It starts as an innocent bit of tossing and turning around 3:00 am. I take a deep breath and then before I know it, a thought has sneaked into my brain. About school. And what we should do next year.
Though I don't get many comments on this blog, I've had a few readers e-mail me lately to say how wonderful it is that my boys are at the expensive and logistically challenging gifted school. Another friend, a former teacher at a tony North Shore public school, reminded me of the grim realities of public ed and how unlikely my boys, who are are the far leading edge of the bell curve, are to have their needs met.
Is it all that bleak? Am I just speaking to the wrong choir?
I shared our concerns about the limited social options (no sports or clubs) in the GA's Upper School and the challenge of going from a junior high graduation class of 10 to a high school class of 800 with a dad who kept his oldest son at the Gifted Academy through 8th grade and is doing the same with his younger son. He told me that he thinks that most public junior highs are like minimum security prisons. He thinks letting one's children mature emotionally and grow academically during the awkward junior high years is a Very Good Thing.
Our public school has finally hired some gifted coordinators. I've played phone tag with one. Quite frankly, I'm avoiding a conversation. I remember all to well the false assurances the public school administrators gave me four years ago. Don't worry. He'll be fine. We can meet his needs. While the school psychologist whispered in my ear, Your son is rather exceptional. We only see a child like him every couple of years.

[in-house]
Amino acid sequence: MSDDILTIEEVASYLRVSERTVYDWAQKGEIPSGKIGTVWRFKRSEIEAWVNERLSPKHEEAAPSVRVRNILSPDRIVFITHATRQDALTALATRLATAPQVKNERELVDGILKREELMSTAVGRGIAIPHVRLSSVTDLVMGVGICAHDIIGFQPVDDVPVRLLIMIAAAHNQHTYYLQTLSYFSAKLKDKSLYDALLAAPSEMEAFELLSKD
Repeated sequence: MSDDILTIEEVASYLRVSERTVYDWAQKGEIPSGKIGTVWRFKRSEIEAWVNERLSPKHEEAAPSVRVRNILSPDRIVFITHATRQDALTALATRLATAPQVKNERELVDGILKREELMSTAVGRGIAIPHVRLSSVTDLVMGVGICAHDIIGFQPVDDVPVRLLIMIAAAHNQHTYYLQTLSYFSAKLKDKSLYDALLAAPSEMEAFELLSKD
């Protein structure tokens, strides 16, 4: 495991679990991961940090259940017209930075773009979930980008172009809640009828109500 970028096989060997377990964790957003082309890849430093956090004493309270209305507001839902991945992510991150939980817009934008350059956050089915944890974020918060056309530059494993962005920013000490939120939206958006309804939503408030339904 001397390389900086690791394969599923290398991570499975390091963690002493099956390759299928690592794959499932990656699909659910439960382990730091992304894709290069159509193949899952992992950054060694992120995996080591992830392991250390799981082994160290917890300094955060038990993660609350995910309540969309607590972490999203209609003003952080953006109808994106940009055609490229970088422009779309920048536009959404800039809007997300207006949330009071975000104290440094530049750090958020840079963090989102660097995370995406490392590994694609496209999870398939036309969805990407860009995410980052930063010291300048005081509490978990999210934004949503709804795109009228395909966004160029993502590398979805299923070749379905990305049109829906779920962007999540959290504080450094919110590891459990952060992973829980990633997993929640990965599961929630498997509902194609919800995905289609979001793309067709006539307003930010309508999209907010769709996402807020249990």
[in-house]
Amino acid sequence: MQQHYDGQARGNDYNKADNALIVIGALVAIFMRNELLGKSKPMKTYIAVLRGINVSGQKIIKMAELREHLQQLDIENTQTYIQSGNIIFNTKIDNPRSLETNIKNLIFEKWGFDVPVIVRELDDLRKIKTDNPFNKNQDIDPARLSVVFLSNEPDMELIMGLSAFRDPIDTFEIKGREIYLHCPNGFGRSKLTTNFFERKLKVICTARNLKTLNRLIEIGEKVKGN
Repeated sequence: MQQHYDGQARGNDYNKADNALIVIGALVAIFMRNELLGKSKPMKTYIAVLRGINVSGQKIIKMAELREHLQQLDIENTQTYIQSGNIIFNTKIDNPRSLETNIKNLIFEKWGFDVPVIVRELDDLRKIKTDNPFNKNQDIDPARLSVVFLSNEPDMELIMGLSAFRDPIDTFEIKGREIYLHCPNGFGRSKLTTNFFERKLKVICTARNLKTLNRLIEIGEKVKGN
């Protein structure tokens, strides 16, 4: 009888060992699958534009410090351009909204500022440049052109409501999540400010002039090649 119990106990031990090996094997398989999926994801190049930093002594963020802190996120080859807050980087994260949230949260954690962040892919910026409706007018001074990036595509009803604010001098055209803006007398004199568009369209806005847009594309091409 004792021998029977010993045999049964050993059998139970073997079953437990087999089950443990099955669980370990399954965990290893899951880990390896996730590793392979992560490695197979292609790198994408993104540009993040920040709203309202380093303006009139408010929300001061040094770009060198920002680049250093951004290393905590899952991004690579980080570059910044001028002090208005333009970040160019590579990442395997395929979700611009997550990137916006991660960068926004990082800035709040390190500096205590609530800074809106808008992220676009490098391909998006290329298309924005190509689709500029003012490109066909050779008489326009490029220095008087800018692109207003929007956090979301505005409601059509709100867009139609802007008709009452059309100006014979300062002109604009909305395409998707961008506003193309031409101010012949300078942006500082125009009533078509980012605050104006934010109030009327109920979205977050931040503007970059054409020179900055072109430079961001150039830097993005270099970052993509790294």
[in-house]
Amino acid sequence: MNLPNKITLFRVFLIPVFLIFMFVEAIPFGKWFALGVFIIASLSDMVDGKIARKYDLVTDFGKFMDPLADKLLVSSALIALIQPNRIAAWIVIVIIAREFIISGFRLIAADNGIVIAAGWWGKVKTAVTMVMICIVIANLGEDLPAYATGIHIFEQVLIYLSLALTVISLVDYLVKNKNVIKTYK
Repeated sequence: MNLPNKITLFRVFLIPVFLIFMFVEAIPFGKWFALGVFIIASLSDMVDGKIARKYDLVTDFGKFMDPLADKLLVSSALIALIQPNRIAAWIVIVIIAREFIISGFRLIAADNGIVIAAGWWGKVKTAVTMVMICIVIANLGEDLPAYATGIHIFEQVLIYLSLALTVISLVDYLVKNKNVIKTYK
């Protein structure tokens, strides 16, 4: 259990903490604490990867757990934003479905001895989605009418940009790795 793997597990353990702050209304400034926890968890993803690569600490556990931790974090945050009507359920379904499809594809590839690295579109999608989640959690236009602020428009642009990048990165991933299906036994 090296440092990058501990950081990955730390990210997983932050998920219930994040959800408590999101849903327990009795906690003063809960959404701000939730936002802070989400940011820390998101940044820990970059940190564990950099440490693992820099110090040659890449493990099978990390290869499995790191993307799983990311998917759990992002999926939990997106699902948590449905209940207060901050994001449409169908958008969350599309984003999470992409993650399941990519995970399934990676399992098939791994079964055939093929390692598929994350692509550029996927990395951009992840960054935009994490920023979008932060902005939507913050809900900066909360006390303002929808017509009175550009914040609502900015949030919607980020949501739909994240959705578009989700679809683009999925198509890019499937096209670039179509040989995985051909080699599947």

Oh yeah, and this district failed to make their No Child Left Behind Annual Yearly Progress for the first time this past year. How could I even dip my toes in that water?
Which leaves more years of private school. DH is set against this.
Or moving in with my parents because their public school has more gifted services. A) I'm not sure we're welcome, B) Does this sound like a good idea to you?
Or moving into an expensive house with high taxes in a wealthier, whiter suburb with "better" schools (see this related comment).
I think I'll just go back upstairs and cry myself to sleep.